Reagan and his subsequent Republican Presidential allies weakened compensatory programs and other policies designed to protect less affluent workers from economic downturns and unemployment. Reagan and the two Republican Presidents that followed him also signed into law many changes in the tax codes that enhanced the after tax incomes of already quite prosperous Americans—which then helped increase their later incomes from investments. The net effect of all these alterations was considerable after tax increases in executive and investor economic rewards.

While the rewards for those at the top grew substantially during this period, what happened to people in the bottom half of the income distribution? Soon after he took office, Reagan underscored his intense aversion to unions by breaking the PATCO air controllers strike. In another sharp departure from tradition, Reagan selected National Labor Relations Board members—charged with regulating disputes between labor and management—who were hostile to unions. These appointments and his pointed response to the PATCO strike sent a clear message that Reagan and the other members of his administration might ignore employer unfair labor practices that undercut union endeavors in additional ways.

This weakening of unions had harmful effects on middle and lower income workers. Unions compress wage differences when they organize workplaces. And stronger unions help workers who are not union members because employers seeking to avoid the unionization of their work place pay their employees more.

Before the 1980s when they were much stronger politically, unions successfully lobbied for many public policies that increased the incomes of middle and low income families. Additional findings in a prior study I co-authored with Lindsey Myers indicate that these Reagan policies that undermined unions contributed to the near stagnation in the buying power of families at or below the middle of the income distribution since the 1980s.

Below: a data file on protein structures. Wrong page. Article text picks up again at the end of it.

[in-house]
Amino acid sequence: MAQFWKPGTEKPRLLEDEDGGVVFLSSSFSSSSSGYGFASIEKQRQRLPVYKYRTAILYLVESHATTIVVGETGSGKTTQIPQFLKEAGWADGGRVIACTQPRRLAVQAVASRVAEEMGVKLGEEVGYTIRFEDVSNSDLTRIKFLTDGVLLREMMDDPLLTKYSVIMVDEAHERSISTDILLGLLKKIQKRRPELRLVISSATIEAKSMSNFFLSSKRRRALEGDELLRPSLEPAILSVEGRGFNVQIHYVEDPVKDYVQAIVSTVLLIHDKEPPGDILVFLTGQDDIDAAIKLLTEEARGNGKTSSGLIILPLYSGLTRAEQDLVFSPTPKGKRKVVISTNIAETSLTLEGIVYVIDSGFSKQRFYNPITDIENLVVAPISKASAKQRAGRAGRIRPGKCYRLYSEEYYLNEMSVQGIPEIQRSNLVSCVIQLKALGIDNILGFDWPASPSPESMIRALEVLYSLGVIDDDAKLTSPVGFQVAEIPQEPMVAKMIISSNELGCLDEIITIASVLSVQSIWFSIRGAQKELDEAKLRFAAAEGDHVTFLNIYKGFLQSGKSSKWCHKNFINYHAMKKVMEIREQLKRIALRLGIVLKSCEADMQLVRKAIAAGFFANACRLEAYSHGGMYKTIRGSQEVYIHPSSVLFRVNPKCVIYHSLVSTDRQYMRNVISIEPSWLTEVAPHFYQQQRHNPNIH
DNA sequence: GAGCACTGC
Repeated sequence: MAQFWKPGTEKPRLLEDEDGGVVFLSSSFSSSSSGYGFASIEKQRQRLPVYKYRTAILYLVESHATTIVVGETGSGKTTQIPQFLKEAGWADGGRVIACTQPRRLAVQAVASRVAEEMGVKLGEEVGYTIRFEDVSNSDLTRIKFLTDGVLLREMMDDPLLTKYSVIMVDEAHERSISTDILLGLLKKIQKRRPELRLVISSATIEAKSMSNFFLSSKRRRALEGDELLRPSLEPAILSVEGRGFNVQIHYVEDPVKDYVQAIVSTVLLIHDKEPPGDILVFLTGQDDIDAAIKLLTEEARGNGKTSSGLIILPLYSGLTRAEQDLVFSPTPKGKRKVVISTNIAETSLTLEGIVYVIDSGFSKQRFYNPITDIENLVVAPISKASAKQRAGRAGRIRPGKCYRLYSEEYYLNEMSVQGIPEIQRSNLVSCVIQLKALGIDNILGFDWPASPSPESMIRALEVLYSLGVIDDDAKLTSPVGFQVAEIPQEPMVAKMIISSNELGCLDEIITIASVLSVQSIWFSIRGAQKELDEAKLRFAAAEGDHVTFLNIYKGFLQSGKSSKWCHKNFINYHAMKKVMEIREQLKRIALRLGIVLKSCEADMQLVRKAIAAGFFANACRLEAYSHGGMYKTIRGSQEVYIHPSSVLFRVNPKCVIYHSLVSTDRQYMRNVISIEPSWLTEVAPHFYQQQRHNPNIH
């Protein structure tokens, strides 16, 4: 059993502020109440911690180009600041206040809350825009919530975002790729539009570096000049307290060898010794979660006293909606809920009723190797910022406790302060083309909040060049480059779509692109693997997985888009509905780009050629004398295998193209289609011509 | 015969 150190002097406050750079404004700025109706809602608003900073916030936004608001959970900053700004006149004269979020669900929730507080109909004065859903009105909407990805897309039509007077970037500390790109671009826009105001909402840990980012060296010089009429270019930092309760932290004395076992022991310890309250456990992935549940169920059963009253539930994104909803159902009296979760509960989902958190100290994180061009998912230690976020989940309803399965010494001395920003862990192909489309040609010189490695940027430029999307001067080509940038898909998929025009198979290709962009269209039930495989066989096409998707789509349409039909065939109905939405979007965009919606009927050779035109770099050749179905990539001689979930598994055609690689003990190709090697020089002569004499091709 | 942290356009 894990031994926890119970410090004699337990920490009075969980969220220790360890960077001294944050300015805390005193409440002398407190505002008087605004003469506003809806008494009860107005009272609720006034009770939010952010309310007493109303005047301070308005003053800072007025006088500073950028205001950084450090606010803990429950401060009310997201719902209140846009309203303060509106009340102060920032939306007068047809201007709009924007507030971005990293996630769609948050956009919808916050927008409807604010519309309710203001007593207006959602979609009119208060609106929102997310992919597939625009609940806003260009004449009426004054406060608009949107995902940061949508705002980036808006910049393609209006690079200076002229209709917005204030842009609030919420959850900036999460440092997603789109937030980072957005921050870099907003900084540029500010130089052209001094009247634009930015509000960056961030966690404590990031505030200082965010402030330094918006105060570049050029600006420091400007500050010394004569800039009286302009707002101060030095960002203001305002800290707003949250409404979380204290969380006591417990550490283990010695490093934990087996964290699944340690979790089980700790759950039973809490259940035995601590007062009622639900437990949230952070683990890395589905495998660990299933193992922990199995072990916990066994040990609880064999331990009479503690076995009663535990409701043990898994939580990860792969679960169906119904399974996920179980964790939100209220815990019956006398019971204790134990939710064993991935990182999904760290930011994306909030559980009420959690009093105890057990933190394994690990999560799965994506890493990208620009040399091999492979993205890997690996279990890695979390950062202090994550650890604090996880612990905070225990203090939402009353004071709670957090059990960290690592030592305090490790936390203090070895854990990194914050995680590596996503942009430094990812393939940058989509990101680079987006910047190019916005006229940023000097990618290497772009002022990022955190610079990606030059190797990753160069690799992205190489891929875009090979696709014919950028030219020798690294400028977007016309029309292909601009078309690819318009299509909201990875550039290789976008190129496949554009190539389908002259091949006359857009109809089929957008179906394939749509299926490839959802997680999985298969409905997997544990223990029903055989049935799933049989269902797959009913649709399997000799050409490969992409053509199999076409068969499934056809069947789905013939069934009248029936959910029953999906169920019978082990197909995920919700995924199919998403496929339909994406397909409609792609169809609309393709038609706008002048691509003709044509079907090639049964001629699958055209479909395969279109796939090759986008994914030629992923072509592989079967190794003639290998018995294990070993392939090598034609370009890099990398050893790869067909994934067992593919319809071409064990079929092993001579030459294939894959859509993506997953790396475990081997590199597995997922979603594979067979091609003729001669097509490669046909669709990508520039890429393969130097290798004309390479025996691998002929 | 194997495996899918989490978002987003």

In short, the deregulation of economic and financial activities along with changes in the tax codes and the deregulation of labor markets that advantaged employers but hurt their employees produced this acceleration in the growth of income differences that occurred during and after Reagan’s presidency.
The results in our two studies on the determinants of income inequality support these inferences. After the effects of many competing expla­na­tions are removed, the findings in these investigations suggest that the combined Rea­gan and the two Bush administration policies led to substantial increases in income differences before taxes.

In addition to this evidence, reflections on the strength of political influences on economic inequality suggest this political account is realistic. As others have pointed out, even markets that appear to be politically unregulated in reality are closely controlled by political regimes. In addition to many other critical influences that are too numerous to list, political choices about taxes help decide differences in the economic rewards of haves and have-nots.

Along with taxes, governments determine access to the courts and the disputants who are advantaged after this access is granted. Governments closely regulate labor-management relations and personnel policies and they decide how enterprises are administered. Governments establish rules that control finan­cial and other transactions while supplying public goods like an educated work force and the roads, bridges, and waterways that are essential for economic activity.

Because these and many other political decisions combine to determine differences in the economic rewards of winners and losers, anyone who wishes to explain changes in economic inequality ignores politics at his or her peril. As markets by definition involve exchanges in control over property, and governments through legislation and the courts define these property rights, political influences cannot be removed from economic endeavors. A combined political-economic approach therefore is essential if we are to fully understand the forces that led to this momentous acceleration in economic inequality since the 1970s.

David Jacobs is professor emeritus in the Ohio State sociology department who studies the political economy of economic inequality and the politics of outcomes in the criminal justice system.